The absence of the image. Big Ben chimes and we descend in to the part of the map where I first made my sound recording, the bank opposite Westminster. Total DARKNESS.

Since I only made sound recordings on that day it made sense to just use sound to express the ambience of the place, solely exploring the sonic activity and relationships that happened whilst I was there. I found my solution, but how was I going to approach it?

Originally I wanted to make 4 versions of ‘events’, in other words, four different relationships between the three elements; seaguls, police sirens and gongs of Big Ben. But, I’ve decided this too would be quite static and get boring after a few loops.

So now what I intend to do over the next two weeks is integrate maxMSP into the piece; creating 5 versions of activity for each element, then use max to randomly selected one activity for each element and then layered them everytime the image is absent. This will give a total of 125 different versions of events – much more exciting! To me these unexpected combinations of sounds will closer reflect the chance relationships that occur within London’s soundscape. The uncertainty of past events will be prevalent, as in Rashomon.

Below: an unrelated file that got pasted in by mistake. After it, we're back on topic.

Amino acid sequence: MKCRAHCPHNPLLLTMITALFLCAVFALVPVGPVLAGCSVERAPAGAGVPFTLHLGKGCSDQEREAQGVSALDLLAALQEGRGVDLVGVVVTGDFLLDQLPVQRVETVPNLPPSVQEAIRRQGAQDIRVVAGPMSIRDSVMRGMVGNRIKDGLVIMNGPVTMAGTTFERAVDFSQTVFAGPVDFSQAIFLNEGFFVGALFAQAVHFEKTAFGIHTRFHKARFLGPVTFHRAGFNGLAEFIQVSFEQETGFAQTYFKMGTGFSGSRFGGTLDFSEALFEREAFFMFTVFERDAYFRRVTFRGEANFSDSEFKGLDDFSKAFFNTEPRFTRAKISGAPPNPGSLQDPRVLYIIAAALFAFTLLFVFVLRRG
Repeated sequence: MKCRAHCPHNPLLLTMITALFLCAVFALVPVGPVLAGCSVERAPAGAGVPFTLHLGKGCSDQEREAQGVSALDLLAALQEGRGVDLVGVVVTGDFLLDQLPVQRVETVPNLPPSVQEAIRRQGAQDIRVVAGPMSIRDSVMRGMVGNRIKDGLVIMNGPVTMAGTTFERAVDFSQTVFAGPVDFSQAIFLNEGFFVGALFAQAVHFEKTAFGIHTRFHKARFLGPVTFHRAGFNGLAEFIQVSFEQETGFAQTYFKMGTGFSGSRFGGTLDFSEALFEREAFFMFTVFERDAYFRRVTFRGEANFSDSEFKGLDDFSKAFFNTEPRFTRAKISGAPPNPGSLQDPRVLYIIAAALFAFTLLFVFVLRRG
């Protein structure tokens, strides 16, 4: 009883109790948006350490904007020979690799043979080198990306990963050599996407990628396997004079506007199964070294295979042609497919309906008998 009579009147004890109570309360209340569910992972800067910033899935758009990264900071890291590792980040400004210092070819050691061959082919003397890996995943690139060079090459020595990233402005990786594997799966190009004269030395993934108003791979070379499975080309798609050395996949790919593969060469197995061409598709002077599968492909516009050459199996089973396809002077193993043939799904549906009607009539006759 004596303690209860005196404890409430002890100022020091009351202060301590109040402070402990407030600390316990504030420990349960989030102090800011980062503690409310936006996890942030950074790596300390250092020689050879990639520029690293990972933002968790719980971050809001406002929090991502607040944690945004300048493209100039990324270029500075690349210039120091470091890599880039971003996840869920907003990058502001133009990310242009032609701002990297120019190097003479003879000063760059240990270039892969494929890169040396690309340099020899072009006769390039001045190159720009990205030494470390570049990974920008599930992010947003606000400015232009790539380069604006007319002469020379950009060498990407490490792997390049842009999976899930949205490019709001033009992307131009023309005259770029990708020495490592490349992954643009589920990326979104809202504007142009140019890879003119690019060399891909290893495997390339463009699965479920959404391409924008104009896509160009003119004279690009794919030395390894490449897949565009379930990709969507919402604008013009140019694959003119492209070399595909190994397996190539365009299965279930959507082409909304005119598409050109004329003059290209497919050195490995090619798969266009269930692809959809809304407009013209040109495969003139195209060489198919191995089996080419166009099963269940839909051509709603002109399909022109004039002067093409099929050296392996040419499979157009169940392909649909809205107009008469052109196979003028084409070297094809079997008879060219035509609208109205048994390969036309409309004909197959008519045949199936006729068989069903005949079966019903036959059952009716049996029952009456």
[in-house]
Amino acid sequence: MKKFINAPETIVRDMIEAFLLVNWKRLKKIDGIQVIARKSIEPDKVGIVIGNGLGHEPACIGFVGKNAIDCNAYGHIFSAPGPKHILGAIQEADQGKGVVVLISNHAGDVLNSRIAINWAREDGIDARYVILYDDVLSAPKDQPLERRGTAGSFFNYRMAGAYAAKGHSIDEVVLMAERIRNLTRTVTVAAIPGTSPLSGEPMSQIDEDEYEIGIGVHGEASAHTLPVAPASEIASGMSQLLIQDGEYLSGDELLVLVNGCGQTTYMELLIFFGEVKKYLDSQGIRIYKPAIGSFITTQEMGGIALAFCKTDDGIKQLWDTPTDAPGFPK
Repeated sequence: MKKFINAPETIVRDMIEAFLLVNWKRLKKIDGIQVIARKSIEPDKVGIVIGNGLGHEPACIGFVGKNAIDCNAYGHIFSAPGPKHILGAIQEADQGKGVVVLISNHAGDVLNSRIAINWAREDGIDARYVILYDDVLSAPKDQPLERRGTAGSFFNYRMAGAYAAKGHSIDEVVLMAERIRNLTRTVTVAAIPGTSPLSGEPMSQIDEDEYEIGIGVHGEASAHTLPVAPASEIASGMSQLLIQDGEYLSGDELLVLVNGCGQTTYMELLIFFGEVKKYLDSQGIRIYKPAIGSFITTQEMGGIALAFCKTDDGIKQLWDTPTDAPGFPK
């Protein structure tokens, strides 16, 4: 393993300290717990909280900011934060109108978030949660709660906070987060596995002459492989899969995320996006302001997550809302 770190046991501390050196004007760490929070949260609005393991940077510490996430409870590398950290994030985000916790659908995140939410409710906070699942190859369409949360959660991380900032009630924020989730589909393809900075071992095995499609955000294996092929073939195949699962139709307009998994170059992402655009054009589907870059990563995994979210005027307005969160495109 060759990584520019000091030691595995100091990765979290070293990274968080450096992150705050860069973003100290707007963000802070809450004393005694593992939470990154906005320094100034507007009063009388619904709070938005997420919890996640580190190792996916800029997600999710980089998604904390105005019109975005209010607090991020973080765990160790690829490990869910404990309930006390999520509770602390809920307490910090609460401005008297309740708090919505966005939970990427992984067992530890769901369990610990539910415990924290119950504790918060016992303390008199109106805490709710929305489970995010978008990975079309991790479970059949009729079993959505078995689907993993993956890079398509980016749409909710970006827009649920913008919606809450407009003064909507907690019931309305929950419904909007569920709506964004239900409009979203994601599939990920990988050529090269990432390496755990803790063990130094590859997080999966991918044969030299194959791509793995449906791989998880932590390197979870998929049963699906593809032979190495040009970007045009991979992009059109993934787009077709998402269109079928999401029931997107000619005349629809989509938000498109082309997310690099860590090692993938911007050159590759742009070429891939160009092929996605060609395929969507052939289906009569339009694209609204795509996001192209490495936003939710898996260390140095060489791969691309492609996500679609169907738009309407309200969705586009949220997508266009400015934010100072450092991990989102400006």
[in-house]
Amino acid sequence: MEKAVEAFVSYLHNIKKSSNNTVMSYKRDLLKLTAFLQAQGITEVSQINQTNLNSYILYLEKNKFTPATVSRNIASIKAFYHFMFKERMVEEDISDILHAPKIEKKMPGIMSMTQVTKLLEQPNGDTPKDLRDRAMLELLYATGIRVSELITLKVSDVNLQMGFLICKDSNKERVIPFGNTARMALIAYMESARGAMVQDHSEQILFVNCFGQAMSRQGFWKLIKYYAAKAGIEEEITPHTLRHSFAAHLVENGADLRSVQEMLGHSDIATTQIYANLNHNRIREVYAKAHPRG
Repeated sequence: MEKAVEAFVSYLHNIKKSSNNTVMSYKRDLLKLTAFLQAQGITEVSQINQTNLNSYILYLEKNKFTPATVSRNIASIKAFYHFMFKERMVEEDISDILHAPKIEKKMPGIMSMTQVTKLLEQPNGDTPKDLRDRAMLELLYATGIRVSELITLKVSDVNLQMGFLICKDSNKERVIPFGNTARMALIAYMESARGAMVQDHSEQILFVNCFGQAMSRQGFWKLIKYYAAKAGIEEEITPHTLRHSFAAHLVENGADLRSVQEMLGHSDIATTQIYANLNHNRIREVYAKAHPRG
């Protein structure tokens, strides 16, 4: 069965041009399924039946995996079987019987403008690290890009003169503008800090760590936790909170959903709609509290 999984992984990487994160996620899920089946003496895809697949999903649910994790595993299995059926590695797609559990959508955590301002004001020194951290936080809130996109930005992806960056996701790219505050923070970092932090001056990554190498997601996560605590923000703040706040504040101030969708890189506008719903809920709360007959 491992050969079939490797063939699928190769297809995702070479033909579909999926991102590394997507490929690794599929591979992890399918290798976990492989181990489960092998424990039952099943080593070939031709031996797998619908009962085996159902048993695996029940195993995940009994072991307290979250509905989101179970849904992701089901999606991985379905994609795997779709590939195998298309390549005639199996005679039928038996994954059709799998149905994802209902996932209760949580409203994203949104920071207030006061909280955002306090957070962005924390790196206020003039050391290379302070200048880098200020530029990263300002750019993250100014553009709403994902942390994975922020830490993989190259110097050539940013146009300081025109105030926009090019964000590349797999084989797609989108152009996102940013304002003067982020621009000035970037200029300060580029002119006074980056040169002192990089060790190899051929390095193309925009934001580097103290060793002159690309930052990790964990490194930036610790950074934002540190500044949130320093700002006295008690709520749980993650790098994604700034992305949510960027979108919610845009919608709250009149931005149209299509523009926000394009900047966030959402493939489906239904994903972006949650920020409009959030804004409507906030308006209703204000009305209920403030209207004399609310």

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BB composition (version 2)

September 9, 2008 at 10:21 am (Big Ben Composition - Prototype 2)

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Big Ben Composition (in progress)

September 5, 2008 at 12:15 pm (Big Ben Composition - Prototype 2)

individual photos, in sequence:

1, 2, 3, 4, 5, 6